Finally, our host asked if we would be OK, and I let her know that I was sure we would be just fine. I'd found my way back to my friendly voice and was eager to move on and salvage our trip. I did let her know that one or both of us might not stay at the house overnight, so if she called back and we didn't answer the phone, she shouldn't worry.
It's probably worth mentioning that when we arrived, we found two "droppings" on the kitchen floor. One looked like a mouse dropping and the other was bigger. I tried to assure Jim that they were some sort of seeds, but after I pulled out my glasses for a better look, there was no denying that neither was a seed. I'd mentioned this to our host on the phone, and one of the times she called back, she asked me to text pictures. I reminded her there was no cell service, but she said that if I sat on the left arm of the couch I could get a signal. So I dug the droppings out of the trash, photographed them, and texted her a photo.
She called back (was it multiple times?) and offered to let us stay at her house, although I'm sure she must have meant her other Vrbo rental right on the property where she lives 20 minutes east of Carmel (not even close to the water), and she said a bunch of other things I don't remember. I was sure that was not the secluded getaway experience on the ocean we were seeking, so politely declined her invitation.
One time she called back to let me know that she was sure her husband had tracked those droppings in from outside when he'd been at the cottage earlier in the day applying, get this, rodent repellant to the outside of the house. Honestly, every time we talked, things sounded a little bit worse.
In the end, Jim offered to sleep in the car, and I'd have slept with him, but we didn't see any extra bedding and pulling the sheets off the bed seemed like it would be a real pain in the neck, let alone the fact that it was likely to violate some rule included in one of the ten documents we were sent. So I pulled out my computer, found my way to an old email message containing the phone number for the Carmel River Inn where we'd stayed in 2022, called them on the land line, and made a three night reservation. We then headed back to Carmel.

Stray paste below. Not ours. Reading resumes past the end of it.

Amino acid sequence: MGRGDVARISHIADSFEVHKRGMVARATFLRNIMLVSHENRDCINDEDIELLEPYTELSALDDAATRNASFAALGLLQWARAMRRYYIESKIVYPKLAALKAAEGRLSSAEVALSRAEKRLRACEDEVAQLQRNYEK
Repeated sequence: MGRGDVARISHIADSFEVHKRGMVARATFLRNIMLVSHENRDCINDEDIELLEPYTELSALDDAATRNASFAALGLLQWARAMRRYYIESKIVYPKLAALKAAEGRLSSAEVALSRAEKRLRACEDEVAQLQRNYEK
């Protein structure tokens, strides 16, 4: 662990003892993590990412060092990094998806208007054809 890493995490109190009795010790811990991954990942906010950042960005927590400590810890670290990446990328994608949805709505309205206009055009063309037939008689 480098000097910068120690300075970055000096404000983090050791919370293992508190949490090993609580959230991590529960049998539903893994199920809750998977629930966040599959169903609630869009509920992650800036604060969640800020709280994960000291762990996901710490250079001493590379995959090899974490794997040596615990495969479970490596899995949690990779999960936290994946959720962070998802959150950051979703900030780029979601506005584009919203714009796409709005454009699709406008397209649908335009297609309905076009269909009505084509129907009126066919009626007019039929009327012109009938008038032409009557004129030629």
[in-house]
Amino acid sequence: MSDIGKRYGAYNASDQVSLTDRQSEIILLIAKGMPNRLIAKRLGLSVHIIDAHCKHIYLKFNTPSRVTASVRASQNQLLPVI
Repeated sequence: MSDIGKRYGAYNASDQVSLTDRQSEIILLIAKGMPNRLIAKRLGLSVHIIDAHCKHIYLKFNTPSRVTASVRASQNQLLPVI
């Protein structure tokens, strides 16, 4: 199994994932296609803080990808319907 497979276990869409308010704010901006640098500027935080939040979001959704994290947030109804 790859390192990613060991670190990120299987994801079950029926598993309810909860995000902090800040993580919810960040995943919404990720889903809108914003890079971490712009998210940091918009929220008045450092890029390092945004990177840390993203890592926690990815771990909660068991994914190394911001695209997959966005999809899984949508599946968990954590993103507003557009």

We love the Carmel River Inn tiny houses! They're clean, and perfectly designed for a short term stay. When we walked through the door of our unit, a space had never looked so welcoming.
Jim took a shower, and then, of course, the owner of the cottage both texted and called me. Again! She wanted to know where we were, and I told her. She wanted to know why we hadn't stayed at her house.
I explained that we'd come to Big Sur to have time to ourselves, I let her know that we'd probably picnic at the cottage each day, and I assured her that I'd call her, as instructed, when we left the cottage for the last time; sometime on Friday, a day before our scheduled check-out.
She then asked if we liked whale-watching and said her husband, a photographer, could probably get us on a boat. I thanked her and insisted we were really wanting time to ourselves and again assured her we were fine, and I'd call her when we left the cottage for the last time.
At one point, during one of our phone conversations, I was trying to lighten the mood and let her know that when my son heard our story, he'd probably say, "Your trip was cursed!" That triggered this text exchange a few hours later:
There was no doubt we were in California.
Thankfully, this story has a happy, albeit expensive, ending. I've learned that when we find our way to a great place (like the Carmel River Inn), maybe we should just enjoy it, rather than try to improve upon it.
We've also learned that renting a vacation home for your vacation home is kind of fun. Given that the expense was downright ridiculous, we're not recommending it, but we were able to enjoy it (and laugh about it) while we had it.
And on a final humorous note, check out this framed suggestion I found in the cottage kitchen when we visited the next day:
Had all gone according to plan, we'd have returned with boring stories about the beauty of Big Sur. Luckily, this story is a lot funnier!
This is basically the end of the funniest parts of the story, although there are few tidbits of humor in the conclusion and epilogue.